More Expert Advice on Equity Incentives
Equity incentives are one of the most exciting developments going on in the startup world right now. For any growing business, it’s important to understand what they are, and how you can put them to use in driving and rewarding employee performance.
As we found in our last CFO Connect Meetup in Berlin in May, there’s a lot of detail businesses need to work through before they can get employee equity incentives up and running.
In fact, there are so many interesting aspects of equity incentives to discuss, we decided that one meetup wasn’t enough!
That’s why we’ve continued our equity incentive tour, inviting another fantastic lineup of experts to share their experiences and run through their top tips in London on June 4.
At this meetup, we were joined by a panel of experts: Dominic Jacquesson, VP Talent at Index Ventures, Christian Gabriel, Co-Founder and CEO of Capdesk, and Ian Shaw, Head of UK Employee Share Schemes & Incentives at Orrick, Herrington & Sutcliffe LLP.
We were also moderated once again by the excellent Florent Artaud, CEO of Ekwity.
About our experts
Dominic Jacquesson, VP Talent, Index Ventures: Dominic is a leading expert on the topic of equity incentives. With over a decade at venture capital firm Index Ventures, Dominic has a wealth of experience helping growing companies to scale and mature.
Christian Gabriel, Co-Founder & CEO, Capdesk: Christian is Co-Founder and CEO of equity management platform Capdesk, and has a proven record helping medical startups to reach their full potential.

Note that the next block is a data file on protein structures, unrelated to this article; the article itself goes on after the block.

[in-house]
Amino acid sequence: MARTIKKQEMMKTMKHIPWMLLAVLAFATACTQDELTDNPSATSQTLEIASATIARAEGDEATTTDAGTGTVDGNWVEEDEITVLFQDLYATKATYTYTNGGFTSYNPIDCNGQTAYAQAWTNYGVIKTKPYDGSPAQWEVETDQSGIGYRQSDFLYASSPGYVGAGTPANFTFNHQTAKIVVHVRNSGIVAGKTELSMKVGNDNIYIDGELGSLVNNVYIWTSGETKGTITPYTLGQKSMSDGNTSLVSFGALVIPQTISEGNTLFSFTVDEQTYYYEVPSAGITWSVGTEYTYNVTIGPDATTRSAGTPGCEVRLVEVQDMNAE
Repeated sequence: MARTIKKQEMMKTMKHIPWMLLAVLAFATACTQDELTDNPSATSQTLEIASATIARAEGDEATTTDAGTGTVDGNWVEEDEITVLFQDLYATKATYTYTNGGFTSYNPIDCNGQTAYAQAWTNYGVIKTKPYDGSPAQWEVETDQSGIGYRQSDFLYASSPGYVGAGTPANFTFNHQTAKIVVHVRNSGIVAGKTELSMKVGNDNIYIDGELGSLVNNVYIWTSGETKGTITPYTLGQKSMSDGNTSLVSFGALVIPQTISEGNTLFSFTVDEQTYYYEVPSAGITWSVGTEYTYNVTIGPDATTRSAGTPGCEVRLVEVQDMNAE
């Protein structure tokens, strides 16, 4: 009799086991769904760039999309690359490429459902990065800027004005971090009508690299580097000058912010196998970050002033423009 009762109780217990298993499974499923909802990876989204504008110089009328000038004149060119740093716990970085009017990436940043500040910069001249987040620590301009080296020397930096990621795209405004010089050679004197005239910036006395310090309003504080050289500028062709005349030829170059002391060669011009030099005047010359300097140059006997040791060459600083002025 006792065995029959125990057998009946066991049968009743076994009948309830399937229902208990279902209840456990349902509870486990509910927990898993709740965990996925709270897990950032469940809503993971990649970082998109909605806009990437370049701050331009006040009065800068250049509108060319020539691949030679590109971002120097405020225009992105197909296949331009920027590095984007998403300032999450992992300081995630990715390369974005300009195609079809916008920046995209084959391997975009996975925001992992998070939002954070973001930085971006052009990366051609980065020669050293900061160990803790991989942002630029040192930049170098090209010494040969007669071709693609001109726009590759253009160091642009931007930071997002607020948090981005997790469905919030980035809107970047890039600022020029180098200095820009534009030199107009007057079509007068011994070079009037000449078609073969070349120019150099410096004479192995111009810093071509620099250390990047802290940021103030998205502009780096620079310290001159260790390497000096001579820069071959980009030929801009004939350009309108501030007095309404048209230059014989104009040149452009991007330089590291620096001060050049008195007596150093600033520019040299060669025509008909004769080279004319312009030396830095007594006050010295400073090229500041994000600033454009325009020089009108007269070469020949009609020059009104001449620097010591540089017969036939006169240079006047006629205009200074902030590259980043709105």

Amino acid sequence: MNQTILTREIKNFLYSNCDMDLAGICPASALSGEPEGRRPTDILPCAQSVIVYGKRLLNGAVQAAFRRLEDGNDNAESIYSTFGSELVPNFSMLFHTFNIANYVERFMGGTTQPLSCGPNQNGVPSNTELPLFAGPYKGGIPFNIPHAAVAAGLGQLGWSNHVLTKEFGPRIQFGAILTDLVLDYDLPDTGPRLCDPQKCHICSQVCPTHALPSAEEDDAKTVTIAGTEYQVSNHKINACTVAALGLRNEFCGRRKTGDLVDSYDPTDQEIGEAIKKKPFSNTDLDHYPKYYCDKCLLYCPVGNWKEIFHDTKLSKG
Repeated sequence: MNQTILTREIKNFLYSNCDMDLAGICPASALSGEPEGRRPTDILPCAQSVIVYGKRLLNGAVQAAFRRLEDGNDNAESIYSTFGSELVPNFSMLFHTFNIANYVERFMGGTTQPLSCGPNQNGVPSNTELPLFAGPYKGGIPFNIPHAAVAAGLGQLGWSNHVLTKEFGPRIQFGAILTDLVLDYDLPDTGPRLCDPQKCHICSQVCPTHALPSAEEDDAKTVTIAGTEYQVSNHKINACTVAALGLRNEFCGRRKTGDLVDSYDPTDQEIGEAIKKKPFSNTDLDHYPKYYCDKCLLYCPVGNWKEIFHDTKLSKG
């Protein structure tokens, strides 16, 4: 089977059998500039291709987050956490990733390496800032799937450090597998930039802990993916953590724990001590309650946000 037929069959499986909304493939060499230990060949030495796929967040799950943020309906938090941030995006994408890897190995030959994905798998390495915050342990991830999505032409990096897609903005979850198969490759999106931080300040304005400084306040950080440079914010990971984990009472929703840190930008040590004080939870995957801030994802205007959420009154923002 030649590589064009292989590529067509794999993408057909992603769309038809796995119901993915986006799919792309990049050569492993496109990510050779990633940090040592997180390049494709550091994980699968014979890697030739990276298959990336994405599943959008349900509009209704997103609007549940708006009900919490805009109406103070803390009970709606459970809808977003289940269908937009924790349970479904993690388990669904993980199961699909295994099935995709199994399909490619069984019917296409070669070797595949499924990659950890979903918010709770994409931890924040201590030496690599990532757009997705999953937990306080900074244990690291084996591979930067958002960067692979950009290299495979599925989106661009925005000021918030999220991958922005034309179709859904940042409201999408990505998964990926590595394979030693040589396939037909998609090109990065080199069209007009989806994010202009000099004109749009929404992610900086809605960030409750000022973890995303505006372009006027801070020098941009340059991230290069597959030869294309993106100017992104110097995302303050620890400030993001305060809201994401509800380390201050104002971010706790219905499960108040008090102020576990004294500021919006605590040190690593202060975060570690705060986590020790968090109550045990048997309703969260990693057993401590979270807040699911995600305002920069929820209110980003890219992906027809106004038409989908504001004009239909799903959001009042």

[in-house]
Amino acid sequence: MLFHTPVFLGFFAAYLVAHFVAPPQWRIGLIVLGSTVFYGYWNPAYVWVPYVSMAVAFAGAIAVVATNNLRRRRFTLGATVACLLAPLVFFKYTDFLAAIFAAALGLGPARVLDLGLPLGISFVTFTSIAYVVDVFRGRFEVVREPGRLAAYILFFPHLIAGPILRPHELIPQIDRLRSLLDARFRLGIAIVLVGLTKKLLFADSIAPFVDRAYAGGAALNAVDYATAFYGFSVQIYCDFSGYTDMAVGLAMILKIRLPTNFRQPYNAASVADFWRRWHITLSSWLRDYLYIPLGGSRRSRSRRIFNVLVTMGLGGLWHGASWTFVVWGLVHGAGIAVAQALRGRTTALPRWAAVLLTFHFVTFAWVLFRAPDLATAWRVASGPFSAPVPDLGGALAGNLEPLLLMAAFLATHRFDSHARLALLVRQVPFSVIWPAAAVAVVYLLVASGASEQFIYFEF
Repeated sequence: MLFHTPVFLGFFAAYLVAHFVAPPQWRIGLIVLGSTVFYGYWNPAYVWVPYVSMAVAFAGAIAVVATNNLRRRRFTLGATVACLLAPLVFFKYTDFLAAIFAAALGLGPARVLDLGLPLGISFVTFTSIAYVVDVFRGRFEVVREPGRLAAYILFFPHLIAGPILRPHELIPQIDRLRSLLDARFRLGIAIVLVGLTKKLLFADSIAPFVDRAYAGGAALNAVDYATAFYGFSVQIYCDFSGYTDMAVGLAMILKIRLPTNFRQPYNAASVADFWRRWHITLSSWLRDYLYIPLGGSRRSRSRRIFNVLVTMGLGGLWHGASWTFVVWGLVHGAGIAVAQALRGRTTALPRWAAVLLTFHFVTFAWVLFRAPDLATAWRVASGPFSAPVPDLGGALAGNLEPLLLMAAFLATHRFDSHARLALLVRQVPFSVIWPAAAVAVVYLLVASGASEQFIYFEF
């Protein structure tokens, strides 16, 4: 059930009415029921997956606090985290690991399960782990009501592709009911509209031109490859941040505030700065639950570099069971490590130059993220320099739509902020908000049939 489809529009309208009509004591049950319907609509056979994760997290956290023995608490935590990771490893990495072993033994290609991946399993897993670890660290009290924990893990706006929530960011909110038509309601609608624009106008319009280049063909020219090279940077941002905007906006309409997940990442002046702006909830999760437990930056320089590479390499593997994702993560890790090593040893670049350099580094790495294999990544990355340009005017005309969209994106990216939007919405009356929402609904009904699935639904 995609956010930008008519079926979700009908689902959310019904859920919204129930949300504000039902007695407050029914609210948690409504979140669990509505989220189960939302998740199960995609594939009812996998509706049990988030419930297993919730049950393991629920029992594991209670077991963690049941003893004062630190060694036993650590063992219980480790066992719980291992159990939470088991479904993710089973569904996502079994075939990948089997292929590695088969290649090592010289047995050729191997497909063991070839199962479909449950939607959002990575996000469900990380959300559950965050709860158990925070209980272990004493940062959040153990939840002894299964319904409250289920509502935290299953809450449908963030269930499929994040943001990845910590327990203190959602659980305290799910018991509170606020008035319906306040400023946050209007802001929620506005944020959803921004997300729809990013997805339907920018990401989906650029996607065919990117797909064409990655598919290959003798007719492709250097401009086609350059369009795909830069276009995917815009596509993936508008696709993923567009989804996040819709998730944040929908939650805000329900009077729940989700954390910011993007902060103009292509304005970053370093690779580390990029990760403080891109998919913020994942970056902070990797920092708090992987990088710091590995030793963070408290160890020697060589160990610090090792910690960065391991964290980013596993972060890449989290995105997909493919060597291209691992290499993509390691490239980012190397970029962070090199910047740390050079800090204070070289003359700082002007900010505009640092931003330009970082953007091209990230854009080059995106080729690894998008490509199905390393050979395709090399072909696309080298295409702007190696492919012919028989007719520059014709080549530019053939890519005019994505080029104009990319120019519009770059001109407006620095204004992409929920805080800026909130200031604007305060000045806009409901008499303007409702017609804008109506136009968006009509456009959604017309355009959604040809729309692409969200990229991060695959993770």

Ian Shaw, Head of UK Employee Share Schemes & Incentives at Orrick, Herrington & Sutcliffe LLP: Ian advises public and private companies on the design, implementation and operation of share-based employee incentive plans, and has a depth of technical expertise to bring to the table.
Florent Artaud, CEO, Ekwity: Florent is Co-Founder and CEO of Ekwity, a firm dedicated to advising startups and founders on their equity sharing options. Previously, Florent worked at La Ruche qui dit Oui! and BNR Avocats.
1. So, what makes equity incentives so great?
Equity incentives provide startup employees with a real stake in the company, building closer working relationships and creating a shared strategic vision. For our experts, this is just one of the many excellent reasons to offer them.
“It’s about attracting talent,” says Dominic. “But it’s also about sharing the upside if the journey goes well. That’s the flywheel of success in Silicon Valley. We’re trying to develop that ecosystem in Europe, and getting entrepreneurs and potential employees excited.”
According to Florent, equity incentives can give emerging companies a real competitive edge. “When you have an unproven business, you can only offer smaller salaries. By offering capital to potential employees, you can compete with the bigger players for the best talent.”
Dominic agrees. “When you start, you’re cash poor. You cannot compete in the market, especially for the top technical talent. If you’re trying to attract and retain critical individuals, you have to look at your secret weapons - like equity incentives.”
For Ian, these incentives are also about building solidarity. “There’s a horrible phrase, ‘corporate glue’, but it really works here. A survey of 4,000 employees showed that share plans consistently led to greater employee satisfaction and motivation. It really does work.”
Christian had a helpful analogy to offer. “Share options are like a love child between communism and capitalism. You’re democratizing wealth, but at the same time you’re encouraging people to work hard.”
For equity incentives to work, however, there are a bunch of details to sort out first.
2. Getting a handle on the key details
In contrast to offering salary or wages, offering shares or share options creates a stronger driver to contribute to company performance. But before offering equity, says Florent, companies need to nail down a key detail: their value.